Initial studies of human cancer cells were limited to samples obtained from tumor biopsy specimens. To facilitate further study, cells from these tumors were frequently adapted into cell lines that grow in culture (18). These cell lines are useful for many purposes, however, it is impossible to determine the order or even a set of defined genetic or biochemical changes that lead to neoplastic development. Complicating matters further is the high likelihood that additional genetic alterations are acquired over time through propagation in culture.
Recently, transcriptional profiling has been helpful in evaluating the simultaneous expression of thousands of genes in particular cancers or cancer cell lines (19,20). Unfortunately, while these studies have provided us with tools to better classify cancers, they have not yet yielded insight into the functionally important gene expression changes required for cancer growth. It is still impossible from these analyses to determine which genes have true functional roles in the transformation to the malignant state. Thus, a complementary approach to studying the genetic alterations necessary to form a tumor is to transform normal cells, in vitro, by serially introducing multiple oncogenes. An alternative method of cancer modeling is through the production of genetically altered mice harboring specific alterations associated with human cancer.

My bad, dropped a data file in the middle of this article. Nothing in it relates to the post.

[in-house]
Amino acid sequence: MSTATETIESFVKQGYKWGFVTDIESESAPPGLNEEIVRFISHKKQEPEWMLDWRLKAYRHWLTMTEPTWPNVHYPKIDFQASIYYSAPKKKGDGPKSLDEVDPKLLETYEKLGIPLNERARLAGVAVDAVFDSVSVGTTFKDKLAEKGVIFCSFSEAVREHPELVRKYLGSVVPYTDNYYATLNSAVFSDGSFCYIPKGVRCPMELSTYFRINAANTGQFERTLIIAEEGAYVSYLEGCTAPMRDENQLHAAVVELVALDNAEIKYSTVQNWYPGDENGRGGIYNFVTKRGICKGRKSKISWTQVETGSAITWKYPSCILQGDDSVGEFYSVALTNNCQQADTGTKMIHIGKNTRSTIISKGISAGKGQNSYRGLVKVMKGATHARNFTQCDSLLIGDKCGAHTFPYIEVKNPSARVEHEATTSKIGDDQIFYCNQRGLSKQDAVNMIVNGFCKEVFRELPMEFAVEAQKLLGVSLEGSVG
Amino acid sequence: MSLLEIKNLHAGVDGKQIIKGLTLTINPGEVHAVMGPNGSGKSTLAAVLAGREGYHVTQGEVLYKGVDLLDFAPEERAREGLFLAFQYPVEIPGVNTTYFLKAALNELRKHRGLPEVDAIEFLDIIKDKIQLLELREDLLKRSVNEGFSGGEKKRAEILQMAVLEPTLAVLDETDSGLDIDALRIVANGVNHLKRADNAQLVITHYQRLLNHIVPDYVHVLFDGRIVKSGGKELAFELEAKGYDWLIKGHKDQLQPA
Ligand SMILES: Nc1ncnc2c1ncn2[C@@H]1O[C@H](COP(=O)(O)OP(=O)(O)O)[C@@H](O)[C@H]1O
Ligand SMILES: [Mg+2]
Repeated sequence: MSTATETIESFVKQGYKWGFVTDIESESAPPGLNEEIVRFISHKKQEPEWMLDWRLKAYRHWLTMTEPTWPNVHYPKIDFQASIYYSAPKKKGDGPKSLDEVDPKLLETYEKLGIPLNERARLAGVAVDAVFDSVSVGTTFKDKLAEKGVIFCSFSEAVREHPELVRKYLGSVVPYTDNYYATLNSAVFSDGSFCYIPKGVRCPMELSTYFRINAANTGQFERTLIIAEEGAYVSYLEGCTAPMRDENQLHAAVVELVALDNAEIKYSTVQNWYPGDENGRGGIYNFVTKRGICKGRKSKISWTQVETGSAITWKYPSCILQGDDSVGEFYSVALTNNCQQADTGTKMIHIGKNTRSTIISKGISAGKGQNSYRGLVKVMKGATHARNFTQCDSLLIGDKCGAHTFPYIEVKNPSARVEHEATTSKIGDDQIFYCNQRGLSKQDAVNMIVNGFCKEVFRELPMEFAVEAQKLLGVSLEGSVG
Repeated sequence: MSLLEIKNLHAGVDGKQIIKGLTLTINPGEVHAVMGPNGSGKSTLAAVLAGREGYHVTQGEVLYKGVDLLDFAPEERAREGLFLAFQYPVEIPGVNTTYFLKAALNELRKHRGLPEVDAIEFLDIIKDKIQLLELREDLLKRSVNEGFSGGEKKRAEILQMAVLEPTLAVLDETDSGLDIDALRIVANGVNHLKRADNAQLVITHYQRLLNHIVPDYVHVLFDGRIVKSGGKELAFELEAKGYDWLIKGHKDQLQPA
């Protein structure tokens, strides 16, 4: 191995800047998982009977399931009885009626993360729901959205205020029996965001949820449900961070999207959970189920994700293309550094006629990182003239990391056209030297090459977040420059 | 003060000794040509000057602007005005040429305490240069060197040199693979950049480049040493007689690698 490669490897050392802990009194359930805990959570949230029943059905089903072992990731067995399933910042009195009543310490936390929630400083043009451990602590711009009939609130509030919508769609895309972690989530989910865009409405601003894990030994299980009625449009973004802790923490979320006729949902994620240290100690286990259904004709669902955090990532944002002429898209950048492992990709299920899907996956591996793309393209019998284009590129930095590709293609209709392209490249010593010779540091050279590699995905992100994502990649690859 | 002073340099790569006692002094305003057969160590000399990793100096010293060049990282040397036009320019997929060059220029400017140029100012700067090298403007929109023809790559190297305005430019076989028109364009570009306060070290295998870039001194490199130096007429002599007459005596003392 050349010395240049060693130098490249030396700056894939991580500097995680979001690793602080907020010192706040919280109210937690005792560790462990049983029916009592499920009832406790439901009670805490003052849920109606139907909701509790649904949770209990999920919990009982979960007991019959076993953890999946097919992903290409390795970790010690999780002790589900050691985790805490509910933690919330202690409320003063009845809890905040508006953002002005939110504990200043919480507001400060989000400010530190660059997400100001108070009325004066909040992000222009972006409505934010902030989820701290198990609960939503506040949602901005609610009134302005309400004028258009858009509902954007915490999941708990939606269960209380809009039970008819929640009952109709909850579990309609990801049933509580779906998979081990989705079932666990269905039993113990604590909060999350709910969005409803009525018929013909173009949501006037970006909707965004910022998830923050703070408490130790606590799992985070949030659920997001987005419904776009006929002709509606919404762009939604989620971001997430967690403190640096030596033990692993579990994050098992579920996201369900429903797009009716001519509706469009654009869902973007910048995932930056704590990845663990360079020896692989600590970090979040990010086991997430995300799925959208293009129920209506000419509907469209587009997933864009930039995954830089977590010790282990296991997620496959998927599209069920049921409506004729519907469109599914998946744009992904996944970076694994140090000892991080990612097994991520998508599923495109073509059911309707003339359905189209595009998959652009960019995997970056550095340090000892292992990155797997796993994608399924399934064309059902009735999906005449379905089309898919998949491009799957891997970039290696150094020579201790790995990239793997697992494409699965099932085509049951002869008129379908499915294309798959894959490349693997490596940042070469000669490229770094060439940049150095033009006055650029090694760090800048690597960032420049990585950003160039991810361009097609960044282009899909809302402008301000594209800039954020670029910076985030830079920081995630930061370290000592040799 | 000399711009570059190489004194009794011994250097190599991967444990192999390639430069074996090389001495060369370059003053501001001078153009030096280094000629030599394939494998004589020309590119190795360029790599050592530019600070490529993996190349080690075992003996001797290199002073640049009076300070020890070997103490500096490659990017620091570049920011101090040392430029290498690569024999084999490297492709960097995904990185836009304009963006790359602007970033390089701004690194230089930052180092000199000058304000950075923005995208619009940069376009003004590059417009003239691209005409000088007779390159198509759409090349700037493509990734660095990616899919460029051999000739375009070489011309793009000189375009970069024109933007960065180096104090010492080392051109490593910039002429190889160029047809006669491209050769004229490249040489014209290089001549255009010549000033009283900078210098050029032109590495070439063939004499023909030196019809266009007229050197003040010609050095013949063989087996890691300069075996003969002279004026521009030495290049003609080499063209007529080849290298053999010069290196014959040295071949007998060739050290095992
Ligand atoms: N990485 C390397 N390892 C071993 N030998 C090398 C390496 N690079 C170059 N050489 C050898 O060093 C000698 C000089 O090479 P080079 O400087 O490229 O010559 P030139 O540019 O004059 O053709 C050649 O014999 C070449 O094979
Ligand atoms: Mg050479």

In rodent systems, single oncogenes fail to transform primary cells without the presence of prior predisposing mutations (21,22). In contrast, two introduced oncogenes convert embryonic rodent cells to a tumorigenic phenotype (23,24). These observations indicated that the conversion of normal cells into cancer cells requires multiple genetic changes to occur.
Collaborating oncogenes that induced transformation in these cultured rodent primary cells included Myc/Ras or E1a/ ras (23,24). Further confirmation of this collaboration through transgenic mouse experiments occurred when a Ras or a Myc transgene was placed under the control of mammary- or prostate- specific promoters (25,26). Dysplasia in promoter specific organs developed at high rates in the transgenic mice expressing single oncogenes, but frank tumors did not develop unless mice expressed both transgenes. These findings support the concept that specific oncogenes collaborate to aid in tumor development in vivo, as well as in cultured cells.
While two oncogenes appeared to suffice to transform rodent cells, the transformation of primary human cell lines proved to be more complex. This difference is in part because human cells require more genetic alteration to bypass the barriers of immortalization (Figure 2). When normal human cells are grown in culture, their proliferative potential is limited and they eventually enter an irreversible, quiescent state, termed mortality stage 1 (M1) or replicative senescence (27). Although these cells are still viable, they can no longer be stimulated to divide. The exact trigger for entry into replicative
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